Albuquerque Public Schools announced a new policy to make school more accessible for students who don’t go by their legal name by providing the option to use a chosen first name instead. APS says many students previously had to use their legal name in school settings, which became even more challenging with online classes, where names are often displayed. This can be particularly hard on trans students.
Some official APS documents like report cards and transcripts will still reflect a student’s legal name. Chief Information and Strategy Officer Richard Bowman says it’s on the district’s online communication systems where the name a student goes by will now show up. “The use of technology has just greatly expanded,” Bowman said. “And therefore the consequences of being misnamed on technology has also greatly expanded.”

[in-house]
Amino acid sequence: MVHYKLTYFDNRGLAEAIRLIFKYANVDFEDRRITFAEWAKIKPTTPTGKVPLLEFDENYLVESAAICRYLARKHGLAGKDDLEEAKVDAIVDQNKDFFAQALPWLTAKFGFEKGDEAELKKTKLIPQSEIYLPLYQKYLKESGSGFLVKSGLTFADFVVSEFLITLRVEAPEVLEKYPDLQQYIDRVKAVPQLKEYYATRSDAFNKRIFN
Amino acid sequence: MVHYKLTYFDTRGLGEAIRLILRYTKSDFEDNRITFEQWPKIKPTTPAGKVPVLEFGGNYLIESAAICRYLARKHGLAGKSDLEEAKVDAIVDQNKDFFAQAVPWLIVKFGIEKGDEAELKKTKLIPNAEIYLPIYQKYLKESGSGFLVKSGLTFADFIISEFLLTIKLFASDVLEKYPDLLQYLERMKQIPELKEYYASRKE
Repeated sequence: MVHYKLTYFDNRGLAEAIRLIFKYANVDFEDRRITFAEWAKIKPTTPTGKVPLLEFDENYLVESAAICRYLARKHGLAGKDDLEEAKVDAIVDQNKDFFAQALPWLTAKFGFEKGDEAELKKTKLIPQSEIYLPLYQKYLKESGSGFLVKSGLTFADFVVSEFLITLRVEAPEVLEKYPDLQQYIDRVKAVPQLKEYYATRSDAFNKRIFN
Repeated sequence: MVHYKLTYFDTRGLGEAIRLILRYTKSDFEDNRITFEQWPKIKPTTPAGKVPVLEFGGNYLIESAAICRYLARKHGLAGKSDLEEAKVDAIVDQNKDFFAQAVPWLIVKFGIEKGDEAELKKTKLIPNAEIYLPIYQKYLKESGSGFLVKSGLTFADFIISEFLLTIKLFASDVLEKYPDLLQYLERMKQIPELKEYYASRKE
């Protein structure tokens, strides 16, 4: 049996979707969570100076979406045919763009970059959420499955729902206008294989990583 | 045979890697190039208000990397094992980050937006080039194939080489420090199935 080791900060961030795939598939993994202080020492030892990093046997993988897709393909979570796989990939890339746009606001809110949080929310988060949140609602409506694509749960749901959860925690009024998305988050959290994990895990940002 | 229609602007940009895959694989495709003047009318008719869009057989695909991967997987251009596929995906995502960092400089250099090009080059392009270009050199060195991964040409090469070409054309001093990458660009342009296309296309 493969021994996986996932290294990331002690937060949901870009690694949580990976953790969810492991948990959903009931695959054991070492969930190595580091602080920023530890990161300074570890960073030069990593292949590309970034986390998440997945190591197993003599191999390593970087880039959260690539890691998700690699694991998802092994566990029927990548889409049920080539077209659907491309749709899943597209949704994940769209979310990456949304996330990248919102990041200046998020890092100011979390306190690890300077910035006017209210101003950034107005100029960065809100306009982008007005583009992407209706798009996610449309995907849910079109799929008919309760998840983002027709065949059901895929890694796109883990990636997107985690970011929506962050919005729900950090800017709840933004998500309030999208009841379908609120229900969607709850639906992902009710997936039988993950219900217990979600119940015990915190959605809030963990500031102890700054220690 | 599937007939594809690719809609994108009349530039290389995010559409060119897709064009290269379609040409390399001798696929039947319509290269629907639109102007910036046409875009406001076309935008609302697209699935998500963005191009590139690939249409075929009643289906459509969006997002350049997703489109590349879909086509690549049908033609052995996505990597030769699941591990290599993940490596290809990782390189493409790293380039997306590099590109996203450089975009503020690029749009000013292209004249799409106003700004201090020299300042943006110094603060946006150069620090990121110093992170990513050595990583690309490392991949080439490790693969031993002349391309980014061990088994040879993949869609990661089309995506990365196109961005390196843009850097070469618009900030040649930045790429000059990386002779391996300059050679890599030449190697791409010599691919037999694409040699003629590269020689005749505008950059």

While students who prefer a nickname may face these issues, Wyatt Day, the Youth Case Manager at the Transgender Resource Center of New Mexico, says trans students who’ve chosen a new name face unique risks when the old one is displayed publicly.
Day says this can out a trans student without consent, and lead classmates and teachers to disrespect or forget the correct name. “It can be incredibly harmful and disheartening to continuously hear a name they no longer associate with themselves,” Day said. “And in the end, be quite harmful to their overall health and growth as a person and want to engage in day-to-day school activities.”
Bowman says APS students’ chosen names will now appear when sending emails, submitting assignments or participating in class online. The name also will be visible to parents on the district’s online portal.
He says the district-wide rollout is primarily for online systems and does not include student IDs or class rosters at this time.
APS students wishing to update their name in the system should contact their school’s front office.